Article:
Hope in the Mess

The other day I heard a friend say that she was going to find a new paint color for her dining room and start the project this weekend. After sticking an imaginary fork in my eye, I asked if she liked projects like this.

“Oh I love them!” she exclaimed. “I get tired of the same color and like to try something new from time to time.”

I tend to avoid projects unless required by law. It isn’t that I don’t love a fresh coat of paint or a new look to a room, I just lack confidence when it comes to decorating. My husband isa great painter and has spent many hours making our home look better. I, on the other hand, have never painted any of my walls because I tend to say, “It will look terrible if I do it.”

So I do the mature thing and just act like projects aren’t for me.

This summer, I traveled to Nogales, Mexico, on a service trip. For some reason, most of the jobs assigned to me included painting. I chuckled to think that I was in charge of painting projects and hoped my lack of expertise wouldn’t show.

One afternoon, I found myself alone on top of a house, painting. I loved seeing the progress I made and even found myself admiring my work. I didn’t have a great paintbrush and the paint wasn’t the highest quality, but I was painting and helping make some improvements. At one point, I even noticed that because of all of this practice, my painting skills seemed to be improving.  The best part was that I wasn’t worried about making a mistake.

I know part of the reason the painting was easier was because I didn’t have to use drop cloths or tape up the windows or worry about paint dripping on the floor. All of those things were true. Deep down though, I know I enjoyed painting in Mexico because there was freedom. Freedom to not have to be perfect which then allowed me to actually improve and grow and make progress.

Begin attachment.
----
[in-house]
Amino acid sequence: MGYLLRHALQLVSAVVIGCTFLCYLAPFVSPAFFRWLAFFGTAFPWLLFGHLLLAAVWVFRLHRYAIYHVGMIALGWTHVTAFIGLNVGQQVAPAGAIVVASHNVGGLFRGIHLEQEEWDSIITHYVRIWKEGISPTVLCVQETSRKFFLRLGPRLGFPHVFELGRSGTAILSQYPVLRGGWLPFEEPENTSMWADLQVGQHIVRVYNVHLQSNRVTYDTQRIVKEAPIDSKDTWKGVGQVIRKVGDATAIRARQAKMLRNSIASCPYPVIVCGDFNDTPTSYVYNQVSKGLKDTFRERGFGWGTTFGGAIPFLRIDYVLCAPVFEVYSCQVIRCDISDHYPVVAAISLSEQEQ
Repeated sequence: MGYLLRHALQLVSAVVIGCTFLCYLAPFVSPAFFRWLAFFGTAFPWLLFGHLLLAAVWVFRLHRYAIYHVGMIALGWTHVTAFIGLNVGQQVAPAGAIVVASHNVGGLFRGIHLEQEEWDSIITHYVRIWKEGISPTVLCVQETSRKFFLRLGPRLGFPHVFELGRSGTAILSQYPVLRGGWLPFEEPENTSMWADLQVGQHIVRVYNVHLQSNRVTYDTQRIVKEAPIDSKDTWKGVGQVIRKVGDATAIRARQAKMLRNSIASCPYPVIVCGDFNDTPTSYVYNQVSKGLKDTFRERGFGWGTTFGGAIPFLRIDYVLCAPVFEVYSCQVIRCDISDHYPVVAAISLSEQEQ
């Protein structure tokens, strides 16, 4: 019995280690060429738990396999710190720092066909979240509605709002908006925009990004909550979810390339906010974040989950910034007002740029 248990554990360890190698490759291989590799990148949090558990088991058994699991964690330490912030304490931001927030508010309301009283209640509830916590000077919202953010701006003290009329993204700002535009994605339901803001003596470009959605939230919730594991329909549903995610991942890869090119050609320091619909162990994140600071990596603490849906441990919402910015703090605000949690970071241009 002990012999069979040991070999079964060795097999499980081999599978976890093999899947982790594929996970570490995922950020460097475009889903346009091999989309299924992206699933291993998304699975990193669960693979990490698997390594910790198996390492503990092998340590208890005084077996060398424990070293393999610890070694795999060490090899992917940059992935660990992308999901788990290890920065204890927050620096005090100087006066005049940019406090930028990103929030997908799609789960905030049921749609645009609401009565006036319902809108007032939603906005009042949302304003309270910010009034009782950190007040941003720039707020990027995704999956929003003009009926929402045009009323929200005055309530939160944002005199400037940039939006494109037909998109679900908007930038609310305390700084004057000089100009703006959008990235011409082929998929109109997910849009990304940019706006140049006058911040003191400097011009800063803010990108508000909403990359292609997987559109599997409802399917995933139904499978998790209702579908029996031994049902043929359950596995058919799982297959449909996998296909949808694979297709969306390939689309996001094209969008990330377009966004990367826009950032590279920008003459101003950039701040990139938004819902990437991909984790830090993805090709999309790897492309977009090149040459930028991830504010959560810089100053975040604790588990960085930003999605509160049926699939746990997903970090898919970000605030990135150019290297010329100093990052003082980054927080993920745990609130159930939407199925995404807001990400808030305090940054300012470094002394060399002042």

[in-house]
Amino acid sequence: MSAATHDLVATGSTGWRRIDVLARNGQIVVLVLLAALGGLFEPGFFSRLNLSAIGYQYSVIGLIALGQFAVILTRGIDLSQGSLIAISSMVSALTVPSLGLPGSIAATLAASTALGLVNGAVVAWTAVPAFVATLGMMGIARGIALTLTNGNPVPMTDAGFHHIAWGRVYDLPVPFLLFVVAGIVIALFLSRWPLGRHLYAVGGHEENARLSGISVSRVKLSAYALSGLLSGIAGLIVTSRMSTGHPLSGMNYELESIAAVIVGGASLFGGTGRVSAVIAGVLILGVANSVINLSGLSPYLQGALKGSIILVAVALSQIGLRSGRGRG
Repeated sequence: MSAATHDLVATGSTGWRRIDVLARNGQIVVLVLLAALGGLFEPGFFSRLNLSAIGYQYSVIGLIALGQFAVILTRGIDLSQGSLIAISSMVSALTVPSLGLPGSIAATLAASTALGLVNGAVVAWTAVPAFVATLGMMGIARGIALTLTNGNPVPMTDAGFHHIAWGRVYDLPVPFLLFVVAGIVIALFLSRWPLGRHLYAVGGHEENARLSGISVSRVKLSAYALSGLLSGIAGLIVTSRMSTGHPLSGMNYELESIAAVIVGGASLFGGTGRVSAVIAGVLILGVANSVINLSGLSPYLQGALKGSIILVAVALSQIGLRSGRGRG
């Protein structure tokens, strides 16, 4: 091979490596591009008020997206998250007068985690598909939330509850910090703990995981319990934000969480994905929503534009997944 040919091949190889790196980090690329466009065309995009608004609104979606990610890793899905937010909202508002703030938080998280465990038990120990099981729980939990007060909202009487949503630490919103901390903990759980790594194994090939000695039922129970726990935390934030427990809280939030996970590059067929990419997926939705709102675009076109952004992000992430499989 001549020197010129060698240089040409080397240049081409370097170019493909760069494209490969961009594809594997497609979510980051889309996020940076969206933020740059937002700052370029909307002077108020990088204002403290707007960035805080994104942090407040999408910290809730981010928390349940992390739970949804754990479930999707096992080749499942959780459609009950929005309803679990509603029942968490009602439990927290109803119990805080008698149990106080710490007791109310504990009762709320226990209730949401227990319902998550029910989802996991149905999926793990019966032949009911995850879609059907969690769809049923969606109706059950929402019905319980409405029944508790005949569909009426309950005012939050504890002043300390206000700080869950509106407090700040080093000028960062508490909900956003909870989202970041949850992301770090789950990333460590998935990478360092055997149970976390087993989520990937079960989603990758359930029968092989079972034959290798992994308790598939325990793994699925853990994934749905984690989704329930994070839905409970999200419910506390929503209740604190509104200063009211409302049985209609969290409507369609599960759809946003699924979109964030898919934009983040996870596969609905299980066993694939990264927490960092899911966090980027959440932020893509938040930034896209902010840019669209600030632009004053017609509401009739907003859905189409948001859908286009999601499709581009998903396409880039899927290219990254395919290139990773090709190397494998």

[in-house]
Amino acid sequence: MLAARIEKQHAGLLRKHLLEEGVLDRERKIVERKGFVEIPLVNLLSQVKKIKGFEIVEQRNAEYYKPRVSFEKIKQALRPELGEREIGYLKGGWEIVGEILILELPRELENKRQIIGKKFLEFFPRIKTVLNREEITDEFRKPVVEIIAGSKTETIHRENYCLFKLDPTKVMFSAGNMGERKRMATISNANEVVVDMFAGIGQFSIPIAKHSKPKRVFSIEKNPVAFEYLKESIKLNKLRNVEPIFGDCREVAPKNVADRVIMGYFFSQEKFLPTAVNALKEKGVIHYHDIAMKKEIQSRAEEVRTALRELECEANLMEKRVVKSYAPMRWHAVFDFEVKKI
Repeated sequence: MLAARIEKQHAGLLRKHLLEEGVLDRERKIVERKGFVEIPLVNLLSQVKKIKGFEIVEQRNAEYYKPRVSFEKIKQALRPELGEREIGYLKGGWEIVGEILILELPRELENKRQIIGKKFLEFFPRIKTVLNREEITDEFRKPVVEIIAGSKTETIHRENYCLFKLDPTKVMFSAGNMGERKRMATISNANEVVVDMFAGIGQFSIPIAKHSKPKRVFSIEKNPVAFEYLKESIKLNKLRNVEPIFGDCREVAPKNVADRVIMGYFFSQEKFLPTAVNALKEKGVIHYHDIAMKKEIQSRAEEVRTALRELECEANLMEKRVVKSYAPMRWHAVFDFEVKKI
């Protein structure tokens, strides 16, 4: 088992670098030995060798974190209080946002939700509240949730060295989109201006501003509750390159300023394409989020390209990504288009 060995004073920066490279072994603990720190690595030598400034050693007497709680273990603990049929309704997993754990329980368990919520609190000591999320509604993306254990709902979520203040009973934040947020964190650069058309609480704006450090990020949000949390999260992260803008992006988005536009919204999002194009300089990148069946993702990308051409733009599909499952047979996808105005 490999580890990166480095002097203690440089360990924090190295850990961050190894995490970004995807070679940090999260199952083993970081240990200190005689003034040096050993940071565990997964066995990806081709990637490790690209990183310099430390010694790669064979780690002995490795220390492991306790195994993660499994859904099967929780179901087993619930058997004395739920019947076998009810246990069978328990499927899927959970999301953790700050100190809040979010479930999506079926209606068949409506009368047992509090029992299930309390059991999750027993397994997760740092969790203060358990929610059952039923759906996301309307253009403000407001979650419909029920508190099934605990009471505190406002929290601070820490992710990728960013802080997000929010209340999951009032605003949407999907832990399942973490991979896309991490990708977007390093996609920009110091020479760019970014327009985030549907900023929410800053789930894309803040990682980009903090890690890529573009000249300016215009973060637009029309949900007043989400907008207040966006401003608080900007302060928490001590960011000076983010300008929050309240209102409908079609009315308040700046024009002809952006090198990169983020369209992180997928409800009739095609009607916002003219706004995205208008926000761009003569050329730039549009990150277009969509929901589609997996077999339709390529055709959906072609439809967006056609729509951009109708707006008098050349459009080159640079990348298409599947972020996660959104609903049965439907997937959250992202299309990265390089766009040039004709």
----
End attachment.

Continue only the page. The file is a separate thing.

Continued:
I wondered what it would be like if I could have this same attitude in my own home. What if I took a risk and painted my living room a color I liked, not worried about whether other people  liked it or if it looked perfect? What if I allowed myself to enjoy the process, paint mess and all?

Myquillin Smith, otherwise known as The Nester, challenges the idea that you have to have it all together to make something beautiful. In fact, her blog motto is “It doesn’t have to be perfect to be beautiful.”  In one post, she talks about the fact that sometimes we are too worried about what others will think to really take a risk and create. She then takes it a step further and says,

“Maybe there is someone else who is the person in your life who is the most difficult to please. Maybe they are the one person who you are truly afraid of when it comes to creating a beautiful home. Maybe that person is a perfectionist you. It’s okay to be afraid. Just be willing to admit what you are really afraid of.”

This doesn’t have to be about decorating. In fact, I doubt I will start a lot of big home projects in this season of my life. But there are other projects I want to pursue that, if I am honest, I just might be postponing because of fear.

What are you afraid of? What have you always wanted to try, but just keep putting off because you just don’t think it will work, or you might fail? What would freedom look like? Could we maybe allow ourselves to enjoy the process, mess and all?